Police annonced that they would cancel the traditional processions of sadhus, the saffron-clad Hindu holy men, after rival sects clashed over who would bathe first. Authorities relented, though, after three religious leaders began a hunger strike.

"I came to do some good and put 10 years of bad luck behind me," said Chapala Sadhu Khan, 50, a widow from the eastern city of Calcutta. She said she sneaked onto a train and traveled 14 hours to come to Haridwar, saying she was so poor it was difficult to find food at home.

In Hindi, "kumbh" means pot and "mela" means fair. The festival derives its name from a mythical fight over a pot of nectar.

According to Hindu mythology, gods and demons were waging a war when they realized they needed holy nectar to achieve immortality and victory. They churned the sea and drew out the nectar. One god made off with the pot, spilling drops in 12 places, four of them in India and the rest in the heavens. Haridwar is one of those four spots. The Kumbh Melas celebrations are held every three years, rotating among the four spots.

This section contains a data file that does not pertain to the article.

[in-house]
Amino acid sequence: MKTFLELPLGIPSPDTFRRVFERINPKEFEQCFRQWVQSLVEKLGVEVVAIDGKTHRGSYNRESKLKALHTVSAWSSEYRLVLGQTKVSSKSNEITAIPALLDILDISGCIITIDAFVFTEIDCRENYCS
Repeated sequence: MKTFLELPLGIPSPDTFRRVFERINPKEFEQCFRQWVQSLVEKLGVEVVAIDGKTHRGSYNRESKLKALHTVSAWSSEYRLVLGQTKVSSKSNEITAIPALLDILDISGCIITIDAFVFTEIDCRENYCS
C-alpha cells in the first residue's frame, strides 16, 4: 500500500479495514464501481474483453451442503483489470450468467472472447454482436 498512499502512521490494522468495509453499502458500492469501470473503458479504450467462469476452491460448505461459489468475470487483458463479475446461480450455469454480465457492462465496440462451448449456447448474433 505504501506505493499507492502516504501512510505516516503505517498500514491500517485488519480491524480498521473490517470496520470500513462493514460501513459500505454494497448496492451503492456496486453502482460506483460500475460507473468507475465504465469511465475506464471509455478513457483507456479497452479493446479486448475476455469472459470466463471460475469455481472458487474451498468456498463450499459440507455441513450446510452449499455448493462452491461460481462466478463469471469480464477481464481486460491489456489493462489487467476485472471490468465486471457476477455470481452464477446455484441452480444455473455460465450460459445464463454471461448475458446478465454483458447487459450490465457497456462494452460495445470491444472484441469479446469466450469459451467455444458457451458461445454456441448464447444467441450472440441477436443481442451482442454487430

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Modern Techniques and
Traditional "Family Values"
Don't Work

Marital Study Shatters
Previous Assumptions
by Cliff Walker
from various sources

February, 1998

A University of Washington study of 130 newlyweds over a period of six years has resulted in conclusions that have taken almost everyone by surprise. Researchers say that 'active listening' and other new techniques result in more divorces. Instead, couples which tend to stay together in happy, stable marriages had one thing in common: the husband was willing to acquiesce completely to his wife.